Simple Definition of peremptory
—used to describe an order, command, etc., that you must obey without any questions or excuses
: having or showing the insulting attitude of people who think that they should be obeyed without question
Full Definition of peremptory
1 a : putting an end to or precluding a right of action, debate, or delay; specifically : not providing an opportunity to show cause why one should not comply <a peremptory mandamus> b : admitting of no contradiction
2 : expressive of urgency or command <a peremptory call>
3 a : characterized by often imperious or arrogant self-assurance <how insolent of late he is become, how proud, how peremptory — Shakespeare> b : indicative of a peremptory attitude or nature : haughty <a peremptory tone> <peremptory disregard of an objection>
Examples of peremptory
Her peremptory tone angered me.
<the governor's peremptory personal assistant began telling the crowd of reporters and photographers exactly where they had to stand>
Origin of peremptory
Middle English peremptorie, from Anglo-French, from Late Latin & Latin; Late Latin peremptorius, from Latin, destructive, from perimere to take entirely, destroy, from per- thoroughly + emere to take — more at redeem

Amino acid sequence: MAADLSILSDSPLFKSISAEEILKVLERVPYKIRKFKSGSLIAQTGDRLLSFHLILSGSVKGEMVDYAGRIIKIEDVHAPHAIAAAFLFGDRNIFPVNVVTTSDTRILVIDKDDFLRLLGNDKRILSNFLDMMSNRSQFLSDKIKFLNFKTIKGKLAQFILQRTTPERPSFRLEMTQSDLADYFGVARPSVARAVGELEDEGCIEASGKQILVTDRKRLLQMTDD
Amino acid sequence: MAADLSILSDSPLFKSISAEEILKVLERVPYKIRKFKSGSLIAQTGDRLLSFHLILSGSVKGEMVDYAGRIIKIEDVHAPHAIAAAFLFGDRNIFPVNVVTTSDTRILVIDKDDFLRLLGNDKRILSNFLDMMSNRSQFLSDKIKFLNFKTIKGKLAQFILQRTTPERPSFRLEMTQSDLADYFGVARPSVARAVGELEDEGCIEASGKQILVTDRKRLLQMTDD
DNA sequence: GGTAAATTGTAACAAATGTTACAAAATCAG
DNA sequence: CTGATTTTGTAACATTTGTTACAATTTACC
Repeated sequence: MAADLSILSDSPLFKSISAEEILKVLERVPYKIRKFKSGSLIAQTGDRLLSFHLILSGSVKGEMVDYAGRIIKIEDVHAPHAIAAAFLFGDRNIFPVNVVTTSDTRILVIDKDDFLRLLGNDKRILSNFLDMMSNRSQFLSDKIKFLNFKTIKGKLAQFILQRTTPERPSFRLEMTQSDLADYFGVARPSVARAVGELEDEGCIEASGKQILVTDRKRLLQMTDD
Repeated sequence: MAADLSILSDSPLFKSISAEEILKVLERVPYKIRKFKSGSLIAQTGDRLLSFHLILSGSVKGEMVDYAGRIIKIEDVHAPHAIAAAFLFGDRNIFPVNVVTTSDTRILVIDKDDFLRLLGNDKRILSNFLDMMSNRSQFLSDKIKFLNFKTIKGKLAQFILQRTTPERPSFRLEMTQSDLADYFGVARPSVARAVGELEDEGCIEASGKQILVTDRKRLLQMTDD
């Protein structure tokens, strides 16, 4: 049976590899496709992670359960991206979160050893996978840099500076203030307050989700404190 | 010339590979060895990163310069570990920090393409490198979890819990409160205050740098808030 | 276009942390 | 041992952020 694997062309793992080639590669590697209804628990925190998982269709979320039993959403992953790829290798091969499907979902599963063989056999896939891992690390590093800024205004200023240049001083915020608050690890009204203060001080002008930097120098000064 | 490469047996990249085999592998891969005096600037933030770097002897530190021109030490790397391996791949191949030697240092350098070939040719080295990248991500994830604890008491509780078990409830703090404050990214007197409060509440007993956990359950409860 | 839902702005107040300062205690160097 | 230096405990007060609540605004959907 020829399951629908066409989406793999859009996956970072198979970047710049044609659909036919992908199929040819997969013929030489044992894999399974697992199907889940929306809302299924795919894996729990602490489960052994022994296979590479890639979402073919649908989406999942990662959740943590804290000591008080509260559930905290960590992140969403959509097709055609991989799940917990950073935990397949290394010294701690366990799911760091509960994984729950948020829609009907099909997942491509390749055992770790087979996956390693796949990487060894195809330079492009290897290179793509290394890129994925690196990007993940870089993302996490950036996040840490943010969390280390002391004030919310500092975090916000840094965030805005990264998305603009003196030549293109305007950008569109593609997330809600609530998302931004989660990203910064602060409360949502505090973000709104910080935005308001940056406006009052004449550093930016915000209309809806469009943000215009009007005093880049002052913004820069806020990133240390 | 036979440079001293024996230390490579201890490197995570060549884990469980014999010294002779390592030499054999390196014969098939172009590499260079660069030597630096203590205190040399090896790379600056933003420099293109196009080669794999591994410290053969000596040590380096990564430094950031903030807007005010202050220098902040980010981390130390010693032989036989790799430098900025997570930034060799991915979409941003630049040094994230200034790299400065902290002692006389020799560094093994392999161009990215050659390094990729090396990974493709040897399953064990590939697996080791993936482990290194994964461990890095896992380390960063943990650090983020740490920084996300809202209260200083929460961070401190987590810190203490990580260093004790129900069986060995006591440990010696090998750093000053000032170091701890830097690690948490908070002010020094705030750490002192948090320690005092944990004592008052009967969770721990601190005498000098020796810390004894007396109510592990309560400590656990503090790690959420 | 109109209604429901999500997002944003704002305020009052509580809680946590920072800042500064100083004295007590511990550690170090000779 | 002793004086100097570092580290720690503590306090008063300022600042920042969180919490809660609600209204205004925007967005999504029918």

First Known Use: 15th century
Synonym Discussion of peremptory
Some commentators insist that use of masterful should be limited to sense 1 in order to preserve a distinction between it and masterly. The distinction is a modern one, excogitated by a 20th century pundit in disregard of the history of the word. Both words developed in a parallel manner but the earlier sense of masterly, equivalent to masterful 1, dropped out of use. Since masterly had but one sense, the pundit opined that it would be tidy if masterful were likewise limited to one sense and he forthwith condemned use of masterful 2 as an error. Sense 2 of masterful, which is slightly older than the sense of masterly intended to replace it, has continued in reputable use all along; it cannot rationally be called an error.
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